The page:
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But the voice of the weeper
Wails manhood in glory.
The autumn winds, rushing,

Waft the leaves that are searest; But our flower was in flushing, When blighting was nearest.

Fleet foot on the correi,
Sage counsel in cumber,
Red hand in the foray,

How sound is thy slumber! Like the dew on the mountain, Like the foam on the river, Like the bubble on the fountain, Thou art gone, and forever.

HYMN OF THE HEBREW MAID.

WHEN Israel, of the Lord beloved,
Out from the land of bondage came,
Her father's God before her moved,

An awful guide in smoke and flame.
By day, along the astonished lands,
The cloudy pillar glided slow;
By night, Arabia's crimsoned sands
Returned the fiery column's glow.

There rose the choral hymn of praise,
And trump and timbrel answered keen;
And Zion's daughters poured their lays,
With priest's and warrior's voice be-

tween.

No portents now our foes amaze,

Forsaken Israel wanders lone; Our fathers would not know thy ways, And thou hast left them to their own.

But, present still, though now unseen, When brightly shines the prosperous day,

Be thoughts of thee a cloudy screen,

To temper the deceitful ray. And O, when stoops on Judah's path In shade and storm the frequent night, Be thou, long-suffering, slow to wrath, A burning and a shining light!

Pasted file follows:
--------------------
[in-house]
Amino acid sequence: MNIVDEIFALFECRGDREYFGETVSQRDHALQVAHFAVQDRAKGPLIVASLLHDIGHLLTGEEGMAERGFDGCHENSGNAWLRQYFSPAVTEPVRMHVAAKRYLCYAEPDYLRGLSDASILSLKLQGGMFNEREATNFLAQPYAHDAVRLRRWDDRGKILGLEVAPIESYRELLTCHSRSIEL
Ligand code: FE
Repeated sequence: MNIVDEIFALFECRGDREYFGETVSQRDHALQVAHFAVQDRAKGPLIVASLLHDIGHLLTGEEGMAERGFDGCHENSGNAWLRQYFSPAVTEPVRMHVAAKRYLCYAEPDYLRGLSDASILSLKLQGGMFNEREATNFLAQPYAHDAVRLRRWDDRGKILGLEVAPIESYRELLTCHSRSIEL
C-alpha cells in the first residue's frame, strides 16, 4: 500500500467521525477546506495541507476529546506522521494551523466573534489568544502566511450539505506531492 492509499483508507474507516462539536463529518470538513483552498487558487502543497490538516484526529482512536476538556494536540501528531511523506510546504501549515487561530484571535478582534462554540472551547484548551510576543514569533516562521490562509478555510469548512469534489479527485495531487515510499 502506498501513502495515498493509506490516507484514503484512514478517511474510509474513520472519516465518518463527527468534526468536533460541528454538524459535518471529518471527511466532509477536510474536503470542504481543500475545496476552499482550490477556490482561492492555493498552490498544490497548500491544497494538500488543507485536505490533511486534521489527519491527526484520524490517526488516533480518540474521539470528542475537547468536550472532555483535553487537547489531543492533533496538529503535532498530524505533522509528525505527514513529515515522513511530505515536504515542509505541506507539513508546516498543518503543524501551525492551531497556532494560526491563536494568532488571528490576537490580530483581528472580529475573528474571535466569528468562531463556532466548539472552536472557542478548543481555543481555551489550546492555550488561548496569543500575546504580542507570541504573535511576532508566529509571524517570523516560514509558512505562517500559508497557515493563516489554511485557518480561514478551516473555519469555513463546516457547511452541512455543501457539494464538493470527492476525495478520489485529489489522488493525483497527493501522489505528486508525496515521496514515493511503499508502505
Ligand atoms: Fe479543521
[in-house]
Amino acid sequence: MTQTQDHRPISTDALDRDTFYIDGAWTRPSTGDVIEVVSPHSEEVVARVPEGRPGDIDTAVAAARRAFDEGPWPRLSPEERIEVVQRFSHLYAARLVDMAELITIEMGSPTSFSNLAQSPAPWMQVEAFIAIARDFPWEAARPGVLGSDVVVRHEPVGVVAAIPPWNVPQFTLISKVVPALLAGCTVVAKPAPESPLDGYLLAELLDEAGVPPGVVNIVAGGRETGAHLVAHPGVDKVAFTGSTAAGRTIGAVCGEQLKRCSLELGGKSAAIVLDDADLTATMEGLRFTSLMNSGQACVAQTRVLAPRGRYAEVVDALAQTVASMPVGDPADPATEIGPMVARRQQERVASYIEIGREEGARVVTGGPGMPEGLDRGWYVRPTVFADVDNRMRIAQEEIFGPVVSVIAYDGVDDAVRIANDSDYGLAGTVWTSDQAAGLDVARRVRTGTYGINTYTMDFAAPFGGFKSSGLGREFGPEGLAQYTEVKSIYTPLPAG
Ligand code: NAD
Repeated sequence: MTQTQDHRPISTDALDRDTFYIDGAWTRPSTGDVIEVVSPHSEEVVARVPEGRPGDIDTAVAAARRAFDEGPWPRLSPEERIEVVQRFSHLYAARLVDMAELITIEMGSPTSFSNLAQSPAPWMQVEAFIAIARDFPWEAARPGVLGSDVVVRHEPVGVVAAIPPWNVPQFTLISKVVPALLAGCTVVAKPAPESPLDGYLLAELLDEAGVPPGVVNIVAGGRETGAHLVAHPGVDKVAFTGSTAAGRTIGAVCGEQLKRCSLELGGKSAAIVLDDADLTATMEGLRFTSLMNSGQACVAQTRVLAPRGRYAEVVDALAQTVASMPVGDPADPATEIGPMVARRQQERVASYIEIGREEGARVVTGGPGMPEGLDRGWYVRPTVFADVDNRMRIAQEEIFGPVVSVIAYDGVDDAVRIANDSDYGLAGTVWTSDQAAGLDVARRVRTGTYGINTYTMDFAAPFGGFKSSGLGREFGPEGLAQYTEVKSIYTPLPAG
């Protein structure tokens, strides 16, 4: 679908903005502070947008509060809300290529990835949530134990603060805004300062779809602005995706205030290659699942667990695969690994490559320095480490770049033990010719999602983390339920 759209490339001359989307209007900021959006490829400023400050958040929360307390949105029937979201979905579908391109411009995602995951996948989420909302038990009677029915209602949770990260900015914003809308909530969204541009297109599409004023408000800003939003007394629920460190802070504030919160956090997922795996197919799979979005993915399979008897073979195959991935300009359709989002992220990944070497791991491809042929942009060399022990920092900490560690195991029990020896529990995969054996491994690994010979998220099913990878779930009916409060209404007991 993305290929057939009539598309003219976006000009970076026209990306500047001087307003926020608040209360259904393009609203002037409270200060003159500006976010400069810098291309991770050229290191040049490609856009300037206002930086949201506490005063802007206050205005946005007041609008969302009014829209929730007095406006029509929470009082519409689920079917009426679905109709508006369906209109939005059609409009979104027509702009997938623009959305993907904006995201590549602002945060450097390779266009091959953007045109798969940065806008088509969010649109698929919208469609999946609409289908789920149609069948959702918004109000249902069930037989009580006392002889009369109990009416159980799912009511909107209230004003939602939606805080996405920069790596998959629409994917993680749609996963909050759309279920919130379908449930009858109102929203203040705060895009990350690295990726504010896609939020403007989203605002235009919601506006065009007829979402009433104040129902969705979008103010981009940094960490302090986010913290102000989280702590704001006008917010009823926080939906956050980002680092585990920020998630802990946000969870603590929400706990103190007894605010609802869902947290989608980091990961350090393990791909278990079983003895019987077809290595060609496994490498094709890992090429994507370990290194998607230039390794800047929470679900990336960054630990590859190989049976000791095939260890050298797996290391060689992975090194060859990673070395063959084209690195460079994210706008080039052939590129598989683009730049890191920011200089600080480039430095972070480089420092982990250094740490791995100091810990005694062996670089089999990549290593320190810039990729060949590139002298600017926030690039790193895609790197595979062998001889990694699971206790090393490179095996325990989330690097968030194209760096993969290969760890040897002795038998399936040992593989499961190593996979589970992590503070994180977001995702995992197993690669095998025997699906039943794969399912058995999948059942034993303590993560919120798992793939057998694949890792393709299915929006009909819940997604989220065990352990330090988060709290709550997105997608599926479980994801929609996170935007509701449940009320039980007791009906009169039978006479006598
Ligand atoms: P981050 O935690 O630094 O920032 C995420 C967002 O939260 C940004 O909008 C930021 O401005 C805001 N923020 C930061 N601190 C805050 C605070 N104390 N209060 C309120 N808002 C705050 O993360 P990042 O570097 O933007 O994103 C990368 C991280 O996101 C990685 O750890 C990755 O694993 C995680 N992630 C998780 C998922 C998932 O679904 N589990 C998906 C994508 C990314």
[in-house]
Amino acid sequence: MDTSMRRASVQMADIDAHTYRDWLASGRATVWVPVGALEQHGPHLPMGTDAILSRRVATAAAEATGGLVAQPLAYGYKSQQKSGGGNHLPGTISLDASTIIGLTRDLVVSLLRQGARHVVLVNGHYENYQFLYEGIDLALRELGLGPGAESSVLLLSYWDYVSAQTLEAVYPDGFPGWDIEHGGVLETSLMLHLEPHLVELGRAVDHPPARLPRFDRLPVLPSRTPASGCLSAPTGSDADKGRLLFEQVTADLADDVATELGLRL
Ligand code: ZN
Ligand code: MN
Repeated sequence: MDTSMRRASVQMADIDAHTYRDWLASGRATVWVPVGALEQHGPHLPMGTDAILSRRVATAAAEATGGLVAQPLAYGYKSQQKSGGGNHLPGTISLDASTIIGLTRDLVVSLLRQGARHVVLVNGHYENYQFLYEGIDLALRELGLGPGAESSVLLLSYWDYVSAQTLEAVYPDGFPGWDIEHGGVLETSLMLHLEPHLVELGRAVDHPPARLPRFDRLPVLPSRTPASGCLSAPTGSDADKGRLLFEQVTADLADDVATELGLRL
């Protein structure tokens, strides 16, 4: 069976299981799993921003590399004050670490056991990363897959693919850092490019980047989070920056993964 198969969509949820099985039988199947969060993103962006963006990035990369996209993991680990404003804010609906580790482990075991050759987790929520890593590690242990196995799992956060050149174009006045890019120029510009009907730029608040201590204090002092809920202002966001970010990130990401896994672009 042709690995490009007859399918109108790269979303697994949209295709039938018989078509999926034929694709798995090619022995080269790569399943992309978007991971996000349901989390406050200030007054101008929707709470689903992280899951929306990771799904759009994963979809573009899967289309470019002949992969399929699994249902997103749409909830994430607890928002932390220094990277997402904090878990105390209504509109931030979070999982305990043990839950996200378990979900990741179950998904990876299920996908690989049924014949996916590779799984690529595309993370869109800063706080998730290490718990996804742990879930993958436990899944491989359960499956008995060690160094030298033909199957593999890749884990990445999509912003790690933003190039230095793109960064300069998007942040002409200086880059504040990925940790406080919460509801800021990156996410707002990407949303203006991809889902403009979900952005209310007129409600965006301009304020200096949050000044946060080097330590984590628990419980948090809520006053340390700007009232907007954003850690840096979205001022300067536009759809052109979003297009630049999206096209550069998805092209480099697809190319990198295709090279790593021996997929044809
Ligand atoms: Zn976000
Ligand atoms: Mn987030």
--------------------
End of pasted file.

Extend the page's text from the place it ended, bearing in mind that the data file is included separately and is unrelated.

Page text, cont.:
Our harps we left by Babel's streams, The tyrant's jest, the Gentile's scorn; No censer round our altar beams,

And mute are timbrel, trump, and horn. But thou hast said, The blood of goats, The flesh of rams, I will not prize, A contrite heart, and humble thoughts, Are mine accepted sacrifice.

CHRISTMAS-TIME.

HEAP on more wood !-the wind is chill;
But let it whistle as it will,

We'll keep our Christmas merry still.
Each age has deemed the new-born year
The fittest time for festal cheer:
Even heathen yet, the savage Dane
At lol more deep the mead did drain;
High on the beach his galleys drew,
And feasted all his pirate crew;
Then in his low and pine-built hall,
Where shields and axes decked the
wall,

They gorged upon the half-dressed steer;
Caroused in seas of sable beer;
While round, in brutal jest, were thrown
The half-gnawed rib and marrow-bone,
Or listened all, in grim delight,
While scalds yelled out the joys of fight.
Then forth in frenzy would they hie,
While wildly loose their red locks fly;
And, dancing round the blazing pile,
They make such barbarous mirth the
while,

As best might to the mind recall
The boisterous joys of Odin's hall.

And well our Christian sires of old
Loved when the year its course had rolled,
And brought blithe Christmas back again,
With all his hospitable train.
Domestic and religious rite
Gave honor to the holy night:

On Christmas eve the bells were rung;
On Christmas eve the mass was sung;
That only night, in all the year,
Saw the stoled priest the chalice rear.
The damsel donned her kirtle sheen;
The hall was dressed with holly green;
Forth to the wood did merry-men go,
To gather in the mistletoe.

Then opened wide the baron's hall
To vassal, tenant, serf, and all;
Power laid his rod of rule aside,
And Ceremony doffed his pride.
The heir, with roses in his shoes,
That night might village partner choose;
The lord, underogating, share
The vulgar game of "post and pair."
All hailed, with uncontrolled delight
And general voice, the happy night